So, use both. These are tools in your toolkit. Adding support for Gulp, Grunt, Bower, npm (and other stuff, in the future if needed) means a more familiar environment for front-end devs doing ASP.NET and it opens the doors for ASP.NET devs to bring in the JS and CSS libraries communities use every day.

Introducing Task Runner Explorer

We’ve received a ton of feature requests regarding Grunt/Gulp support from many of you as well as the community at large. We are building first-class support for both Grunt and Gulp in Visual Studio “14” with full extensibility. Now we’re ready to ship a preview of this support as an extension to VS2013 and would appreciate your help testing and exploring this feature. 

Today we're introducing a preview of the "Task Runner Explorer" as a VSIX extension. We're also recommending two other VSIXs to round out the experience for this feature.

NOTE: Much of the functionality included in these multiple VSIX extensions will be built into Visual Studio so you won't need to install so many things. However, for VS2013 and this preview we needed multiple VSIXs in order to get you the bits sooner than later. Also note that today only Task Runner Explorer will work on Visual Studio Express but for VS14 all  the features will work in the free VS Express version.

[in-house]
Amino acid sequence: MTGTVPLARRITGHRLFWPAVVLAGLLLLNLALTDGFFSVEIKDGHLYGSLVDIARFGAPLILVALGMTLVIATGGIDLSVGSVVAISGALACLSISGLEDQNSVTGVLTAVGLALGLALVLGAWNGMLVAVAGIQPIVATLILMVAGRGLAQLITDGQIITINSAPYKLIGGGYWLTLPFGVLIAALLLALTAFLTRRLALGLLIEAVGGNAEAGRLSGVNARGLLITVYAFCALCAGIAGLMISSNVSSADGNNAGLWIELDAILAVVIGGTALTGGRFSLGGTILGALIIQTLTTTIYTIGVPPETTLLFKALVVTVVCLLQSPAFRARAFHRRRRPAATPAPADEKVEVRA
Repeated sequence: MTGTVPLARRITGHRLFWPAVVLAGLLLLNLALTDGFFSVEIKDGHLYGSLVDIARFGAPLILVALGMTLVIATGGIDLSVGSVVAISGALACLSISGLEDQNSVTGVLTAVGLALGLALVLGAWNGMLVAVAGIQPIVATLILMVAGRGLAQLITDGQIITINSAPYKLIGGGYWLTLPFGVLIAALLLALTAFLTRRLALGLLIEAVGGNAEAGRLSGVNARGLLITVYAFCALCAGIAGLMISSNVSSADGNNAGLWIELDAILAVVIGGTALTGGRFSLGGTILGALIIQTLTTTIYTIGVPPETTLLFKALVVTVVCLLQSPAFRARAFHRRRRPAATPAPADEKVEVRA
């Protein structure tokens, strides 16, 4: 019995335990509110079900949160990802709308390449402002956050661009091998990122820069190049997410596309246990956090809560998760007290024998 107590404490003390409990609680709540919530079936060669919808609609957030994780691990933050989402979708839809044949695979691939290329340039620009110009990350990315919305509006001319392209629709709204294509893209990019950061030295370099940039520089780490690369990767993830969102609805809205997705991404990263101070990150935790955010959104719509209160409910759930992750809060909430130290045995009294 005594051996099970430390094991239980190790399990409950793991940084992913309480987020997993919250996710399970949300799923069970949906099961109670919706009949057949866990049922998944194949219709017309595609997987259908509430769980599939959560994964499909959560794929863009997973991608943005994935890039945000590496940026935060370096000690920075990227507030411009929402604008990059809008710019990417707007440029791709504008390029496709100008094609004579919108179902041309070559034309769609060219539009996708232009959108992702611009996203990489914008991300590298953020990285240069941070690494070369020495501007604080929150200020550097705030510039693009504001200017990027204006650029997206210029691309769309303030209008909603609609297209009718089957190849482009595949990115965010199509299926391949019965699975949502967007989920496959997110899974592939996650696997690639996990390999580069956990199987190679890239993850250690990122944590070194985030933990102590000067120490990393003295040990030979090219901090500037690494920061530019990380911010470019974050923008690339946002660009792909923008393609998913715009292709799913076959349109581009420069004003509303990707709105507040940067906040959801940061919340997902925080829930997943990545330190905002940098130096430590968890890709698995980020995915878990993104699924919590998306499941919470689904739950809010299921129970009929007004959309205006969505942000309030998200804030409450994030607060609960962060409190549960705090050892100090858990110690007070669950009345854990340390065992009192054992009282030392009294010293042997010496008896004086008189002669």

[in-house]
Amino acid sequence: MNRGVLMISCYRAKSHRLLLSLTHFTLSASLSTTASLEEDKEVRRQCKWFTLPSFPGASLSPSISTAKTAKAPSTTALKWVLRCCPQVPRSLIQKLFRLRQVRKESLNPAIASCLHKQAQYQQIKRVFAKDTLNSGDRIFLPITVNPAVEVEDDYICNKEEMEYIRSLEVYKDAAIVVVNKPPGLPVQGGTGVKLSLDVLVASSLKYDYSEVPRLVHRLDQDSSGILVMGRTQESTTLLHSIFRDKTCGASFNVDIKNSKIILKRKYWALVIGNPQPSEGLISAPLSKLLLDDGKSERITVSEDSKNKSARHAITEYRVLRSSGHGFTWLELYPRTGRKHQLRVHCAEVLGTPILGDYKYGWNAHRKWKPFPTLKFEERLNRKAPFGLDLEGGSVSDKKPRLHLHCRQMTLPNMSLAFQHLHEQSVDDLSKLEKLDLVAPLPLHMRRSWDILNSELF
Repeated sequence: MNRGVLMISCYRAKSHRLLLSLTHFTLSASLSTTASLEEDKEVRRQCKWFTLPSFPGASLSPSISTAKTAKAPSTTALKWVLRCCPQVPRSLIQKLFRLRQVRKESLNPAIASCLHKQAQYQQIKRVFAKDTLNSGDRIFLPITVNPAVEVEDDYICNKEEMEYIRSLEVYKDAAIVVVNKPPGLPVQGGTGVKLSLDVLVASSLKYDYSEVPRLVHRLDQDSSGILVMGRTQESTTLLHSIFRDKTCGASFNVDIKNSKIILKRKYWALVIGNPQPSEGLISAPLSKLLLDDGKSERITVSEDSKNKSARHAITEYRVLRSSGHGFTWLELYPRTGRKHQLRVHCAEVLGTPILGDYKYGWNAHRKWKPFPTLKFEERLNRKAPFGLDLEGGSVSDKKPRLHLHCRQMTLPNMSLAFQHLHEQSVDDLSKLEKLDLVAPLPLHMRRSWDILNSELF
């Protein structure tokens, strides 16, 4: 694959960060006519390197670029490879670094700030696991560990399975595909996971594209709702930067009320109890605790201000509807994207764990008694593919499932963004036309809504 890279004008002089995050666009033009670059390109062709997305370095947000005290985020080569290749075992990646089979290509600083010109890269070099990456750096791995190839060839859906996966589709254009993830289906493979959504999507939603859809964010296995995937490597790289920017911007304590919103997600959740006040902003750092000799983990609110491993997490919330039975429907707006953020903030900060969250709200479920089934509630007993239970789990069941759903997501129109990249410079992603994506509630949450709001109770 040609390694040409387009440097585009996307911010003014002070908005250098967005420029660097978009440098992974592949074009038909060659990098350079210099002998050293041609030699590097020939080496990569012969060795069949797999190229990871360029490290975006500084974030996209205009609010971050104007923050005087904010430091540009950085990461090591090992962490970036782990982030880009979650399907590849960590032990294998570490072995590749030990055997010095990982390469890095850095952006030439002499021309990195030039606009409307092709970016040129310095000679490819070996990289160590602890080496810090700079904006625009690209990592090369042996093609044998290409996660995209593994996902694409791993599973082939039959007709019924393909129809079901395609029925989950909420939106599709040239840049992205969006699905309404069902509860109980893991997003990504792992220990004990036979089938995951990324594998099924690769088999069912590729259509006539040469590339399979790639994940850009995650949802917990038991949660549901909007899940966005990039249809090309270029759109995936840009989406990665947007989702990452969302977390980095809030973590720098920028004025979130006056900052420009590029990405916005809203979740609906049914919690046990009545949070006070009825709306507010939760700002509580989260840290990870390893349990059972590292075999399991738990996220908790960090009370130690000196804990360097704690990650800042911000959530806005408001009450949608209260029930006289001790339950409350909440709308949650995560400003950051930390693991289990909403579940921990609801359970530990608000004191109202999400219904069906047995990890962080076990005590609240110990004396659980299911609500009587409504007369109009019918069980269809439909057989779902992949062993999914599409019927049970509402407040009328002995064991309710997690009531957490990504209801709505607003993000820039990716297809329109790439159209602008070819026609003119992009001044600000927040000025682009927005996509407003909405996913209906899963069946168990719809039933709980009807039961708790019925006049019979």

Consider these features as a "DevLabs" preview for now, much like the VS Productivity Power Tools. They'll graduate into the final product.

What do you need?

First, you'll need Visual Studio 2013.3 - that 3 means "Update 3" which is a free update.